Plato (360 B.C.E.). The Repubic Book VIII.
Retrieved from:

Saran, R., & Neisser, B., Eds. (2004). Socratic Dialogue in Self-Directed Learning. In Enquiring Minds: Socratic Dialogue in Education. Staffordshire: Trentham Books.

Sunday, January 27, 2008

personal SDL project: being iterative

In the interests of paying attention to my own self-directed learning as an iterative process (*waves at Rick*), I've decided to start having some fun with the fonts in the header of this blog. I'll change them regularly subject to my font whims, and I've started a flickr set to document the changes and keep track of what typefaces I'm using. Right now I'm using screen capture to make the images from word documents, but I should probably refine that process in the future. I'm also going to try and keep better track of where these fonts come from, who made them, etc.

Reading response: the internet as a cultural institution?

First off, let me start by saying that I haven’t forgotten about the report by Philip Candy in the “currently reading” section – the thing just turned out to be a lot longer than I expected (350 pages!), and it’s taking me a bit longer to get through it. Instead, I decided to tackle something a bit more manageable for this reading response.

In this article, Carr discusses some interesting ideas around learning in cultural institutions like libraries, museums and art galleries. This being a particular interest of mine, I decided to go for it.

Carr refers to cultural institutions as “invitational environments” – that is, they invite learners or users (depending on the type of learning undertaken) to visit. This is an important distinction from other types of institutions, particularly schools, which very rarely “invitational” (sometimes quite the opposite!). Instead, visitors to cultural institutions are offered a variety of resources (usually in one location) and varying degrees of support. Carr also discusses the conditions of learning in cultural institutions, which involves factors ranging from the tools and initiatives employed by institutions for self-directed learning, as well as the messages present in the institutions themselves. Carr states, “because cultural institutions are public places for private learning, the tasks and processes of learners in them is frequently invisible, undocumented, and unassisted. Learners depend on messages from the institution itself about use” (Carr, p. 58). If you stop to think about it, this makes sense. Museums present themselves as important sources and storehouses for information about the past, art galleries provide a window into current and past cultural events and objects, and libraries are a source of general knowledge (or lately, a source of information, a slightly different service). This makes me think: what kind of messages are other institutions sending out? Is there something we can do, at a very basic level, to make places more appealing to learners, to promote self-directed learning?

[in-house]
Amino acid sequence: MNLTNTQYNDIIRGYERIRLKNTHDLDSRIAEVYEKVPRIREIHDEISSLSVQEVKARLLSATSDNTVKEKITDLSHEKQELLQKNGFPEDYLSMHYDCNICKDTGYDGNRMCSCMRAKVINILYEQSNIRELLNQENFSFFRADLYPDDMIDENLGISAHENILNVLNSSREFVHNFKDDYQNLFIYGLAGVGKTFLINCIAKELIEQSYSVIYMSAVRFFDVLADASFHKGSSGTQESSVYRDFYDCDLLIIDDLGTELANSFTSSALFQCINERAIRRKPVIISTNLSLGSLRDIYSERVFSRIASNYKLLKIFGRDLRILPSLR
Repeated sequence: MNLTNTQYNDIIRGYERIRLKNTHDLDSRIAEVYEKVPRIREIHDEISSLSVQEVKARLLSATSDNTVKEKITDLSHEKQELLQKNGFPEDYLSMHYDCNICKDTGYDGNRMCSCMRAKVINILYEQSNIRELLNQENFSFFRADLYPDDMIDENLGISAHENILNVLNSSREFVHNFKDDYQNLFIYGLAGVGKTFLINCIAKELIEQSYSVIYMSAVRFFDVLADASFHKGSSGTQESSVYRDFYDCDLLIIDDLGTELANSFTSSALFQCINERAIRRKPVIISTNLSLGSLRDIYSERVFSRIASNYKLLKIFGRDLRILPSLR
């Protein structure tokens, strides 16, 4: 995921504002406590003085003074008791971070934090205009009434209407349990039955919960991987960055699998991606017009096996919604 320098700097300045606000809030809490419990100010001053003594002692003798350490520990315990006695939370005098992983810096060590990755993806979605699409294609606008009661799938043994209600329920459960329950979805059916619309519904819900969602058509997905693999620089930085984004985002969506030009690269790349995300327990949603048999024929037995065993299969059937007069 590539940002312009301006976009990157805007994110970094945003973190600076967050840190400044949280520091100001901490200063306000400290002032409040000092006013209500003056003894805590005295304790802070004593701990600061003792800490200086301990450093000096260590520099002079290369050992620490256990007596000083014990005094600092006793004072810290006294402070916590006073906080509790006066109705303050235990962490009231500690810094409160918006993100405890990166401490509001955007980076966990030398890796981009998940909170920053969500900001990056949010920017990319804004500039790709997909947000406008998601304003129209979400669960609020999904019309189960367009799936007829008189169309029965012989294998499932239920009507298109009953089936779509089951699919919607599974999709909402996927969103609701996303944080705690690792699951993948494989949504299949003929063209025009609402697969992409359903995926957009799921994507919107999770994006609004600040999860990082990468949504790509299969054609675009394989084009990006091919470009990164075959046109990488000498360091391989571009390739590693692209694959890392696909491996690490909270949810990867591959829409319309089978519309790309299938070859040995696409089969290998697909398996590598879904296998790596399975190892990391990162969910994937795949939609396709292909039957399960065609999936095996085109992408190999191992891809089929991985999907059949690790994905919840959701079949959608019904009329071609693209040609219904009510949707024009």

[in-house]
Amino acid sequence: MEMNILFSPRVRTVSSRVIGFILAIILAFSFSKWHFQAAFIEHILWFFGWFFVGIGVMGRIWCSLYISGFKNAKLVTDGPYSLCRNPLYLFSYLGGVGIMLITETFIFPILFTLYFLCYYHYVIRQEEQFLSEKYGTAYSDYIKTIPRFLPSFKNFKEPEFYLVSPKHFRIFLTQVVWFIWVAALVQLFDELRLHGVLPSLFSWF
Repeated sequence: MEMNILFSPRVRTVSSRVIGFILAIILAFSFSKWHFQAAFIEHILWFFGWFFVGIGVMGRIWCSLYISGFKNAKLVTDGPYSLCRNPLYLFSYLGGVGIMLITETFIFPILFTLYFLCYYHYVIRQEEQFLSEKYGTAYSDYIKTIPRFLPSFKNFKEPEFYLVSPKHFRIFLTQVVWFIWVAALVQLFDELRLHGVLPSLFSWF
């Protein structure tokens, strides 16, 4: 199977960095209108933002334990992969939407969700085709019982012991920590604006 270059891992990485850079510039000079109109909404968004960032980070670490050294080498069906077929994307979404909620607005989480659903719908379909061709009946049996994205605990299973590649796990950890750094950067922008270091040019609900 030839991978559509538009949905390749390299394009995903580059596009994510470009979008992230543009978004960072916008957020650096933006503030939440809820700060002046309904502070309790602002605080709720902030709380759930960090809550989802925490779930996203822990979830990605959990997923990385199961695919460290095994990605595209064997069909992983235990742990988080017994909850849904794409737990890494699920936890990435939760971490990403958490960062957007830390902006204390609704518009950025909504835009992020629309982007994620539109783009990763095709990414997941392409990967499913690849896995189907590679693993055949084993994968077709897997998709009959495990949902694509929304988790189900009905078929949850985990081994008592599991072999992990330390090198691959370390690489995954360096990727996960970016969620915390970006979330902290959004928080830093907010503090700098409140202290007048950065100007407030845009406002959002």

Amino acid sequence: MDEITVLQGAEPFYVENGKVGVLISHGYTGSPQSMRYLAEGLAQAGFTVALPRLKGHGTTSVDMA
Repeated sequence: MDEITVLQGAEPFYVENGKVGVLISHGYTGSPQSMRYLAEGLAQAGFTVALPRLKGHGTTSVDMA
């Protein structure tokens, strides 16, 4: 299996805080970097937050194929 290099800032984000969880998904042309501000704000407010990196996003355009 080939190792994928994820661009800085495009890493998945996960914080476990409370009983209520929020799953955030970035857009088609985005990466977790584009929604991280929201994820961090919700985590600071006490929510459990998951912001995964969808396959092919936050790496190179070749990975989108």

What interests me the most in this article is Carr’s discussion of the learning skills required to navigate and use the resources offered in cultural institutions. He talks about “museum literacy”, which he describes as follows: “As in other new environments, these skills involve the decoding of signs and the reading of maps. But, they also involve the ability to learn from objects, to generalize across experiences, and to pursue an interlocking chain of data” (Carr, p. 56). These are some very basic skills, which would be valuable in a variety of situations. Do institutions have an obligation to teach these basic learning skills? It seems to me that one of the first and most basic things people should learn is how to learn.

There’s more to the article than I will discuss here, but one thing kept coming up for me: how could this relate to other learning environments, particularly virtual ones – more specifically, would the internet fall under the category of “cultural institution”? I think if I asked, I would get a resounding “no” – simply because the internet is almost completely unregulated. Even so, I believe there is an equivalent “internet literacy” that allows people to make use of this resource for their own learning. Those skills may even be comparable to Carr’s museum literacy, particularly the ability to “pursue an interlocking chain of data” – after all, what is hyperlinking, but a chain of information? The reading of symbols and maps also plays an important role, though the skills would have to be suited to the environment. For example, most people know that blue underlined text denotes a link of some kind, as well as other common layouts and menus. This might be a worthwhile thing to figure out: what constitutes internet literacy skills? How can we use this in media literacy teaching? Can those skills be taught simply through internet use?

Carr, David (1985). Self-Directed Learning in Cultural Institutions. In Brookfield, Stephen (Ed.) Self-Directed Learning: From Theory to Practice. New Directions for Continuing Education, no. 25. San Francisco: Josey-Bass, March 1985. pp. 51-61.